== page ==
Category Archives: Bridges

All the Warning We’ll Get

The Saddle Mountain Fault scenario envisions an 87-mile long failure of the fault.

The Saddle Mountain Fault scenario envisions an 87-mile long failure of the fault.

There was a small earthquake centered on Frenchman Hill one day around 1972. When an earthquake scientist from the University of Washington called Othello High School to look for a reliable  student to tend to a helicorder they were setting up at the epicenter, they ended up talking to my mother, the counselor. I was 16, and I had just gotten my driver’s license. She told them she had a perfect match for them.

So my second job off the home place (the first one was changing sprinklers for my neighbor) was visiting a tiny trailer parked next to a plowed field overlooking the Lower Crab Creek valley and the ancient massive slide on the north face of Saddle Mountain. Six seismographs fed streams of data to a series of heated needles that recorded every tremble of the earth around the trailer. I had to changed the waxed paper they burned their message onto once a day and then put in a phone call to Colorado to calibrate the clock with the National Bureau of Standards.

Although I didn’t know it at the time, this must have been a heady period for earthquake scientists in the Northwest. Endorsement of the theory of plate tectonics was in its infancy. Continue reading

Through the Iron Curtain, 1978

Robin Walz took this photograph of the Kremlin. He asked me to pose. I had to hold up my right hand to shade the camera lens from the brilliant sun.

Robin Walz took this photograph of the Kremlin. He asked me to pose. I had to hold up my right hand to shade the camera lens from the brilliant sun.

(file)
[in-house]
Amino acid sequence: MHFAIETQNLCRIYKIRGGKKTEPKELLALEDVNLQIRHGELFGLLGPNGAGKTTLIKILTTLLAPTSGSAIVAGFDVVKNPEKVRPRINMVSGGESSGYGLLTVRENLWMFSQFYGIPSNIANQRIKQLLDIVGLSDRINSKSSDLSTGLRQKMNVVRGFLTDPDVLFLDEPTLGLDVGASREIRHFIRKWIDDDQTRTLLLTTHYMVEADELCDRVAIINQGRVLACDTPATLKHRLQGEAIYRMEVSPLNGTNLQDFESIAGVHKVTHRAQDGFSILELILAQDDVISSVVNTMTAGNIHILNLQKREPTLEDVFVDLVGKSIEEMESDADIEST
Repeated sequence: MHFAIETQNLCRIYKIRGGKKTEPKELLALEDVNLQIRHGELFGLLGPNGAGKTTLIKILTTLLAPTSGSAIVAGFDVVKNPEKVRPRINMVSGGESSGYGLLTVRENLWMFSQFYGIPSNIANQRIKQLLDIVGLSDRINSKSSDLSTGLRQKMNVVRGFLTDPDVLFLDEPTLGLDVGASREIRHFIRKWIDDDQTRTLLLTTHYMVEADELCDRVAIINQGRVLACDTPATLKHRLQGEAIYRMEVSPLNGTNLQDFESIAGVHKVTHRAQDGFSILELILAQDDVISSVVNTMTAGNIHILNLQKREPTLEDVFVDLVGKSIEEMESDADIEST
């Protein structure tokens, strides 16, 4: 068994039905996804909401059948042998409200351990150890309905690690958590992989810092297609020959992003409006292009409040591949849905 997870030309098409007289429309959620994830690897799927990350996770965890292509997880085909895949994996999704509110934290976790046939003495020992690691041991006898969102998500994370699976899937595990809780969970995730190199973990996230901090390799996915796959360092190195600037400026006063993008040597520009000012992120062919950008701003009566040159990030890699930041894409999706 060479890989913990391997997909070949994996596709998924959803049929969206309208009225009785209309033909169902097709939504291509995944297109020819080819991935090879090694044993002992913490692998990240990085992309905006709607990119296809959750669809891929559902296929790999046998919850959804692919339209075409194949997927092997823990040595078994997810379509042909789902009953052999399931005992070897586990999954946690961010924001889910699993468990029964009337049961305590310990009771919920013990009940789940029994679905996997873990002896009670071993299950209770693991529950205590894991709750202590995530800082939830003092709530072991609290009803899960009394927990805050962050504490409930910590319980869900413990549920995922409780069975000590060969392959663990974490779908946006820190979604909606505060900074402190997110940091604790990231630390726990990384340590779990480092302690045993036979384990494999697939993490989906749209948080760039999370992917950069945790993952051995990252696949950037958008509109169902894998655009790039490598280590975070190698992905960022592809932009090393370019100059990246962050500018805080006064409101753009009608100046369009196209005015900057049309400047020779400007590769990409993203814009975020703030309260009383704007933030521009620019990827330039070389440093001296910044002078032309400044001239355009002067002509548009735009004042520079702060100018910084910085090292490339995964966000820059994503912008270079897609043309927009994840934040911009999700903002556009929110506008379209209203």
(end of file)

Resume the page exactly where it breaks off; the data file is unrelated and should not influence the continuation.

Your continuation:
In 1978 I went through a number of Winter to Spring cycles. After six weeks in snowy southwestern France, the weather had just started to turn balmy when it was time to leave. We boarded a train to Paris, switched to another one that drove straight across Germany without stopping, delivering us to Warsaw on Easter weekend.

Our next train was a local, packed with rustic crowds returning from Easter celebrations in the capital. Not only was it impossible to find a seat in a compartment, but the aisles themselves were crammed Continue reading

Crossing Over

A two-horse-power ferry provided passage across the Columbia River at White Bluffs.

A two-horse-power ferry provided passage across the Columbia River at White Bluffs.

Drive down any freeway in the state, and you’ll see the same dull gray pavement, with tarry black repairs. The roads look the same on both sides of the mountains and whether they are on dry land or bridges. We’ve come to take these roads and bridges for granted, to the point where we can estimate to within minutes just how long a trip ought to take. But it wasn’t always so.

After they offed the Astorians, the Hudsons Bay Company established routes that provided for the safe distribution of trade goods and transportation of furs gathered over an entire year. In auspicious places, the English built forts to store the furs that came from far north in what is now British Columbia, and from the Snake River country and Montana. Continue reading